The Overbrook Community Association is pleased to be participating in the City of Ottawa’s Building Better Revitalized Neighbourhoods study that is focused on the Vanier-South and Overbrook area. The study will be designed to consider a range of economic development incentives and initiatives for businesses along St. Laurent Boulevard, as well as ways to improve pedestrian and cycling routes along the street and its commercial area. The study will also help the City determine how it should go about coordinating its ongoing and upcoming projects in the area, and also examine key sites within the area that may be subject to redevelopment.
In terms of feedback, the Association has told the City planner in charge of the study that it would like to see the City commit to “human-scale” development along the St. Laurent corridor and in its adjacent areas in Overbrook and Castle Heights. Despite the study’s St. Laurent focus, we also strongly indicated the importance of “revitalizing” local businesses on Lola at Donald and especially at Queen Mary Street; and also have requested that better connections be created between Overbrook and the future St. Laurent light rapid transit (LRT) station. With a large number of low-income residents dependent on public transport, we further recommended that better bus routes and connections be reinstated and that Donald Street continue to be considered for enhanced cycling infrastructure. The Association also requested that more investments be made towards social service programming to benefit our neighbourhood’s low-income residents and to keep numerous Ottawa Community Housing properties in our community in a “state of good repair” with improved public safety measures.
We also mentioned that underfunded neighbourhood programming for disadvantaged youth, such as the non-traditional evening and weekend after-school “AlivEducation” program at the Overbrook Community Centre, requires access to sustainable, long-term government funding. Included in our recommendations was also a request that the Rideau High School property remain a public asset, to be used for either educational purposes, or as an officially designated community hub. While OCA supports continued examination of all legal and political options that will ensure that the school remains open for decades to come and has taken a number of actions, including petitioning the Ministry of Education for an administrative review and the provincial Ombudsman for a general investigation into the school closure process, we are also concurrently committed to supporting the continued use of the school site as a public-owned facility operated by community groups in the public interest.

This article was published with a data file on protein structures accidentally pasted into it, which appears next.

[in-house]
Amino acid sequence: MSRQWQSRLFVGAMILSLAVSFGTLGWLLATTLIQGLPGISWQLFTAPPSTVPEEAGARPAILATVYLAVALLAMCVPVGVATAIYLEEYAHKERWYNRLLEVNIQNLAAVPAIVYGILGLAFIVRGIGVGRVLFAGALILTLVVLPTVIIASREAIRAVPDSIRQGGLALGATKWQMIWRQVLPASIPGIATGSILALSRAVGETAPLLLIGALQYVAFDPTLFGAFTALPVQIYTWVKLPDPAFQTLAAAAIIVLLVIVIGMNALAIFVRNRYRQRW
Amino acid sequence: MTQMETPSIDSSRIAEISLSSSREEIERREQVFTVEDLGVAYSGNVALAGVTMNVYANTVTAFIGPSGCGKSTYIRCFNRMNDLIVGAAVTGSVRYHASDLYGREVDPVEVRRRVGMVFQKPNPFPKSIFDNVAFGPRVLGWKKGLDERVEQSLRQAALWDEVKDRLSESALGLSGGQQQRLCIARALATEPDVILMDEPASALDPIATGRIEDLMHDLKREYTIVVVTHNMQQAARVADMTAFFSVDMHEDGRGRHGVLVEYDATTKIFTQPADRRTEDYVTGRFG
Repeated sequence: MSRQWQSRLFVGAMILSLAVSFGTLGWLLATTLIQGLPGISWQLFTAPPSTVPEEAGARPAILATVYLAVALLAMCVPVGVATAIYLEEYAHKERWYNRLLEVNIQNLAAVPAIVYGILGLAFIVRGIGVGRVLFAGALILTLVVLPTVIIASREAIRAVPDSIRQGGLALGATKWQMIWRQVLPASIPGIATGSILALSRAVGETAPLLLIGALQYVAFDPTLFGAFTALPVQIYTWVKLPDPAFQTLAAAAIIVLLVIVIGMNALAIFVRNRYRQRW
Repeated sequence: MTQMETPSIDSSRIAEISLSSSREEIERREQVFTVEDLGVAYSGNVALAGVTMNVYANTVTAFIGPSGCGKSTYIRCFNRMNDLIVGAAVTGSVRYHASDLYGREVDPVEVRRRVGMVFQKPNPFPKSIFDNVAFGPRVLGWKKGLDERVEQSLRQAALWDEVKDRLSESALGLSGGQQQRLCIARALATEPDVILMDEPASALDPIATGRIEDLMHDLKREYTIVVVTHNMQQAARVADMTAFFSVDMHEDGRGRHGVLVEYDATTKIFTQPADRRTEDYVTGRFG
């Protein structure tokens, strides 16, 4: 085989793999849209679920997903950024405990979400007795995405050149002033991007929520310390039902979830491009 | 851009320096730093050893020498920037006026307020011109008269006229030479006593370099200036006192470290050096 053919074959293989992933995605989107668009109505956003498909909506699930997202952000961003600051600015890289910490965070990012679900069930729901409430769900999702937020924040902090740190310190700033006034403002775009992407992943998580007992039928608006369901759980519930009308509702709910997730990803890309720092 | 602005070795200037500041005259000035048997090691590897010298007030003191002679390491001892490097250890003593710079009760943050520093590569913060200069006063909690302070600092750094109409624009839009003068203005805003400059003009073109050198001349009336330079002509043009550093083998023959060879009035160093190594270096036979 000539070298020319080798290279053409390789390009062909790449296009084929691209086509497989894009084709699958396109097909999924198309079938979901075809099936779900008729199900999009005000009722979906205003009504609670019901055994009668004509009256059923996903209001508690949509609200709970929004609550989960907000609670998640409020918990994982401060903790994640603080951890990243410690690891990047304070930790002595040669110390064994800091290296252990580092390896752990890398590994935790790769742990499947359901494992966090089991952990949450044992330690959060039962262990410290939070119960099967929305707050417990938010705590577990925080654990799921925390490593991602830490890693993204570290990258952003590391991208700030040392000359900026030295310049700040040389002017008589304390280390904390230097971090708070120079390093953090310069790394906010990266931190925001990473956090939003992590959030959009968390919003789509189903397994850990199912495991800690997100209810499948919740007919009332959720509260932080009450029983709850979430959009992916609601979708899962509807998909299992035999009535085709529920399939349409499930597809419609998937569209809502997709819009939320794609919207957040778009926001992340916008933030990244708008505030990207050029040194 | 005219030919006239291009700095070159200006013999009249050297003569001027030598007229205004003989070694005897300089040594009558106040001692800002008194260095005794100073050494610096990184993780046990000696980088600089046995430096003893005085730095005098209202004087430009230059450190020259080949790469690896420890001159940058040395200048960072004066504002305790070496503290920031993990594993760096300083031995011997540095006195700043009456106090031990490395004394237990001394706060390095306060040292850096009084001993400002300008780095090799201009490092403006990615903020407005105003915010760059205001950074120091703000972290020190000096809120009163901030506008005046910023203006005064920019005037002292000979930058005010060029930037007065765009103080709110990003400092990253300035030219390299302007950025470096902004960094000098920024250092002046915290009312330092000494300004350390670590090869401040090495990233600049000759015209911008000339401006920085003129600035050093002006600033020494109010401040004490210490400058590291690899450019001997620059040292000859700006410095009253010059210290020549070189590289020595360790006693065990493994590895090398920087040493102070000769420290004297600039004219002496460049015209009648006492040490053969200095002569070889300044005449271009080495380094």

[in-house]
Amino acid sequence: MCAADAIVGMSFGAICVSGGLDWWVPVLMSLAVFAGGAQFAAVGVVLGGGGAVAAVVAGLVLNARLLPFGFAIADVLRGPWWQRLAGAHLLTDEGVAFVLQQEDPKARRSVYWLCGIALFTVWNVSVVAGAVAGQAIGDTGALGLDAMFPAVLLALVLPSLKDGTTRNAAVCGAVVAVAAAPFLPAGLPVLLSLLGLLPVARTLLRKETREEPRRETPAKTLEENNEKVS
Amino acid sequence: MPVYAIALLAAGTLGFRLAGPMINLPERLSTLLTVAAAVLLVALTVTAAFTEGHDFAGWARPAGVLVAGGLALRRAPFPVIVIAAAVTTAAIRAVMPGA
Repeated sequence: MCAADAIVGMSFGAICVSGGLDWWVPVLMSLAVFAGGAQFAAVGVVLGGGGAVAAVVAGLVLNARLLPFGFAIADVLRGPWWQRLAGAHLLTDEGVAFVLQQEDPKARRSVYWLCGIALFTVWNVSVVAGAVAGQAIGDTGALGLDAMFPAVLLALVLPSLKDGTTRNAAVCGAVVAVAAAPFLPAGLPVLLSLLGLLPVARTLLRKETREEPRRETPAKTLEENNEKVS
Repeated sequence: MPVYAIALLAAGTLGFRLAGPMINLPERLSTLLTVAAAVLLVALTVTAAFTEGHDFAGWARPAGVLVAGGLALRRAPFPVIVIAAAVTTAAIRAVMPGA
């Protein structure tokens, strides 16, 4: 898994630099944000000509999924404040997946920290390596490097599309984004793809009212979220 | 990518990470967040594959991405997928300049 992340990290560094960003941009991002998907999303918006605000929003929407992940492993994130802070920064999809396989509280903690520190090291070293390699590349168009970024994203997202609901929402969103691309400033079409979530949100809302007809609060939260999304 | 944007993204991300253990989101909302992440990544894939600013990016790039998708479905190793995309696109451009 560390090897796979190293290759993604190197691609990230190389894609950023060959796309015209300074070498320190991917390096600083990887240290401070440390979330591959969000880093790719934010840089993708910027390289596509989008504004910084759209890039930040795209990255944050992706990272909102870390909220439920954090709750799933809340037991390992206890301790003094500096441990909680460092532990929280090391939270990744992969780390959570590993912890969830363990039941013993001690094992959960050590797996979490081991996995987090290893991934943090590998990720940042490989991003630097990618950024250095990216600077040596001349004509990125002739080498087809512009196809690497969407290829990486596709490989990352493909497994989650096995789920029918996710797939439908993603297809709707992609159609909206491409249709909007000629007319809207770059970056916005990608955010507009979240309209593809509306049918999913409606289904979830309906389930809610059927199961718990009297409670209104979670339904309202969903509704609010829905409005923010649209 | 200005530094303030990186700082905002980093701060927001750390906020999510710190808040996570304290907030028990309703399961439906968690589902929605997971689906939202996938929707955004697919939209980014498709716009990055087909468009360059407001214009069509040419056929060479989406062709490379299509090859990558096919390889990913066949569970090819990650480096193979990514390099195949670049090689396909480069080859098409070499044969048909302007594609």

Due to the many issues challenging the quality of life of our community, we are extremely satisfied that the City has launched this study. The Association is happy to have hosted Melanie Knight, a planner at the City, on May 18 at a public meeting, where neighbours provided opinions, comments and feedback on priorities for revitalization. A draft of the study is tentatively targeted for completion by October and for presentation to City Council by the end of the year. We have indicated our hope that such a plan represent a “Marshall Plan” for our community.
With massive development pressures impacting Overbrook, along with a proposed downtown truck tunnel portal that we persist in opposing, the Association continues to support the creation of a new City-led Community Development Plan. The Association continues to reiterate its request that the City Planning and Growth Management Department include Overbrook among those communities for which a Community Development Plan is created. With high levels of intensification occurring in Overbrook, especially on the Vanier Parkway corridor, we believe that such a plan is essential to guide future development in our community, especially since such a study has not been conducted since 1979.